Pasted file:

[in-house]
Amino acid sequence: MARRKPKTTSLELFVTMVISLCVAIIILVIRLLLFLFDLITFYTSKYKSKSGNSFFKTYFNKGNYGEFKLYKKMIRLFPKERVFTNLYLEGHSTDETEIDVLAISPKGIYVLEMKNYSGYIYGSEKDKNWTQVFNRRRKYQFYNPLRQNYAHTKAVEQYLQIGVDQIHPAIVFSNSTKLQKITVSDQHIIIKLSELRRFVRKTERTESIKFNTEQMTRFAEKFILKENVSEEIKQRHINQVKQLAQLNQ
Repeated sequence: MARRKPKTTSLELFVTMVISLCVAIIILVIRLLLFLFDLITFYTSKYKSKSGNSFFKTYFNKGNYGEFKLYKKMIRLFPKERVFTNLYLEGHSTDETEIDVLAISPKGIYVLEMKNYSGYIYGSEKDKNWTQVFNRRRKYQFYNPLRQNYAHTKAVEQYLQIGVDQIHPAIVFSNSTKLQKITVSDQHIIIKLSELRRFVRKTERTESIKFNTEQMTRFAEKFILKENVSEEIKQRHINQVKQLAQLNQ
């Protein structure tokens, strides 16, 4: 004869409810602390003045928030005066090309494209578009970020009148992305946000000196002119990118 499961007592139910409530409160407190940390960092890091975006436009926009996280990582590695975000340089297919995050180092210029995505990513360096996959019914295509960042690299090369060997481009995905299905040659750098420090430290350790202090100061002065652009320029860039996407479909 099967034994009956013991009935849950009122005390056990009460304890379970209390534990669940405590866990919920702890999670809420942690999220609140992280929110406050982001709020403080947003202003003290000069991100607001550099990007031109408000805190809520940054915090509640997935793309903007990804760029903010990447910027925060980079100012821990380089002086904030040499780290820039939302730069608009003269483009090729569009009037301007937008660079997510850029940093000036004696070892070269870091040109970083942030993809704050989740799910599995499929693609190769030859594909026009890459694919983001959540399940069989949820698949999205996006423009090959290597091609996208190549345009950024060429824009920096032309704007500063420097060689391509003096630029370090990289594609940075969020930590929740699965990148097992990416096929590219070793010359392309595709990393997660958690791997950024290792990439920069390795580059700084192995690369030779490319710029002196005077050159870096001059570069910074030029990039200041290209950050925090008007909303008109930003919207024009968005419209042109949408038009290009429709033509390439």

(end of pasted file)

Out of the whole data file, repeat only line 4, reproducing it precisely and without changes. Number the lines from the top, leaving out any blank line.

């Protein structure tokens, strides 16, 4: 004869409810602390003045928030005066090309494209578009970020009148992305946000000196002119990118 499961007592139910409530409160407190940390960092890091975006436009926009996280990582590695975000340089297919995050180092210029995505990513360096996959019914295509960042690299090369060997481009995905299905040659750098420090430290350790202090100061002065652009320029860039996407479909 099967034994009956013991009935849950009122005390056990009460304890379970209390534990669940405590866990919920702890999670809420942690999220609140992280929110406050982001709020403080947003202003003290000069991100607001550099990007031109408000805190809520940054915090509640997935793309903007990804760029903010990447910027925060980079100012821990380089002086904030040499780290820039939302730069608009003269483009090729569009009037301007937008660079997510850029940093000036004696070892070269870091040109970083942030993809704050989740799910599995499929693609190769030859594909026009890459694919983001959540399940069989949820698949999205996006423009090959290597091609996208190549345009950024060429824009920096032309704007500063420097060689391509003096630029370090990289594609940075969020930590929740699965990148097992990416096929590219070793010359392309595709990393997660958690791997950024290792990439920069390795580059700084192995690369030779490319710029002196005077050159870096001059570069910074030029990039200041290209950050925090008007909303008109930003919207024009968005419209042109949408038009290009429709033509390439």